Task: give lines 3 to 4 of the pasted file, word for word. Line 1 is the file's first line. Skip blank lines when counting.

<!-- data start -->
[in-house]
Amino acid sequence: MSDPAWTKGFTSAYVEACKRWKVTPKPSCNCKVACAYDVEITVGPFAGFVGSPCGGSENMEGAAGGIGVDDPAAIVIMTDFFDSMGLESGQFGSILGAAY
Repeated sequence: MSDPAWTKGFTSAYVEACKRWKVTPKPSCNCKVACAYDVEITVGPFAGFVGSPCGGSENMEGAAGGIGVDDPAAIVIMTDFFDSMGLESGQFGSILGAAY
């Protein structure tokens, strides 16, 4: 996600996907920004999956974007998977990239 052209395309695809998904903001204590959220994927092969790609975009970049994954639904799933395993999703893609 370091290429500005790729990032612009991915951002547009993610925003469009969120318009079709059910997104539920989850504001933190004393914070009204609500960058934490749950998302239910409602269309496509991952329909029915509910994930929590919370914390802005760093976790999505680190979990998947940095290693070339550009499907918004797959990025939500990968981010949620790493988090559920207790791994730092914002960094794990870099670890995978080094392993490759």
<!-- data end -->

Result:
Repeated sequence: MSDPAWTKGFTSAYVEACKRWKVTPKPSCNCKVACAYDVEITVGPFAGFVGSPCGGSENMEGAAGGIGVDDPAAIVIMTDFFDSMGLESGQFGSILGAAY
């Protein structure tokens, strides 16, 4: 996600996907920004999956974007998977990239 052209395309695809998904903001204590959220994927092969790609975009970049994954639904799933395993999703893609 370091290429500005790729990032612009991915951002547009993610925003469009969120318009079709059910997104539920989850504001933190004393914070009204609500960058934490749950998302239910409602269309496509991952329909029915509910994930929590919370914390802005760093976790999505680190979990998947940095290693070339550009499907918004797959990025939500990968981010949620790493988090559920207790791994730092914002960094794990870099670890995978080094392993490759």